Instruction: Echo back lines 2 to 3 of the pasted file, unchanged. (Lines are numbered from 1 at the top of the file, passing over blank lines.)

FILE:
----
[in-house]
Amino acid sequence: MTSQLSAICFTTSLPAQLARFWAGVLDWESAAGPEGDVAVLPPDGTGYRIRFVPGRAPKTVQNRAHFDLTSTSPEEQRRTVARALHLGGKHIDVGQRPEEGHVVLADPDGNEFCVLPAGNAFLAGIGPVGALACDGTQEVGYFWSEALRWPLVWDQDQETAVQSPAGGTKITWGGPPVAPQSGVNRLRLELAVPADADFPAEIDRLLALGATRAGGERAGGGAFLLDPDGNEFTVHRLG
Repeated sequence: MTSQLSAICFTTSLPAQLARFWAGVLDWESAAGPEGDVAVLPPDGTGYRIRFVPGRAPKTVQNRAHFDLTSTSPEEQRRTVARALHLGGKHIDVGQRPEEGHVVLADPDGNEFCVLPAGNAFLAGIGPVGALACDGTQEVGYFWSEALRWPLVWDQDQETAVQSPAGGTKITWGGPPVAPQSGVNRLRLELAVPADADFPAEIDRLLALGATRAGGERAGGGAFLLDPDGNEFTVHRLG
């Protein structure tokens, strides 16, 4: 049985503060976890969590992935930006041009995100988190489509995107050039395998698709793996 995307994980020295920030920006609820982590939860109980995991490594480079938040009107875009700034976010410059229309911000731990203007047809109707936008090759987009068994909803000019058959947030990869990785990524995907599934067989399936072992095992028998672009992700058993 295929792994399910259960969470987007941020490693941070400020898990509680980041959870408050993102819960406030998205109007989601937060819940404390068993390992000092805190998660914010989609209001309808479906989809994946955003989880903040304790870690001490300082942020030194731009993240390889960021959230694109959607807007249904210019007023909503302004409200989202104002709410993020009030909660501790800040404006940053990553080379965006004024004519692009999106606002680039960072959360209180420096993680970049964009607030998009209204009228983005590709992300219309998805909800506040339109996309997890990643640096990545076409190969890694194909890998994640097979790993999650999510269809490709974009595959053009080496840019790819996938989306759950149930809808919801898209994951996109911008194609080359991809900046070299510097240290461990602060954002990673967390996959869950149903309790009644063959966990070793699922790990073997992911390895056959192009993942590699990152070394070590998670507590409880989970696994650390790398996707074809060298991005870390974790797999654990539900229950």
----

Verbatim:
Amino acid sequence: MTSQLSAICFTTSLPAQLARFWAGVLDWESAAGPEGDVAVLPPDGTGYRIRFVPGRAPKTVQNRAHFDLTSTSPEEQRRTVARALHLGGKHIDVGQRPEEGHVVLADPDGNEFCVLPAGNAFLAGIGPVGALACDGTQEVGYFWSEALRWPLVWDQDQETAVQSPAGGTKITWGGPPVAPQSGVNRLRLELAVPADADFPAEIDRLLALGATRAGGERAGGGAFLLDPDGNEFTVHRLG
Repeated sequence: MTSQLSAICFTTSLPAQLARFWAGVLDWESAAGPEGDVAVLPPDGTGYRIRFVPGRAPKTVQNRAHFDLTSTSPEEQRRTVARALHLGGKHIDVGQRPEEGHVVLADPDGNEFCVLPAGNAFLAGIGPVGALACDGTQEVGYFWSEALRWPLVWDQDQETAVQSPAGGTKITWGGPPVAPQSGVNRLRLELAVPADADFPAEIDRLLALGATRAGGERAGGGAFLLDPDGNEFTVHRLG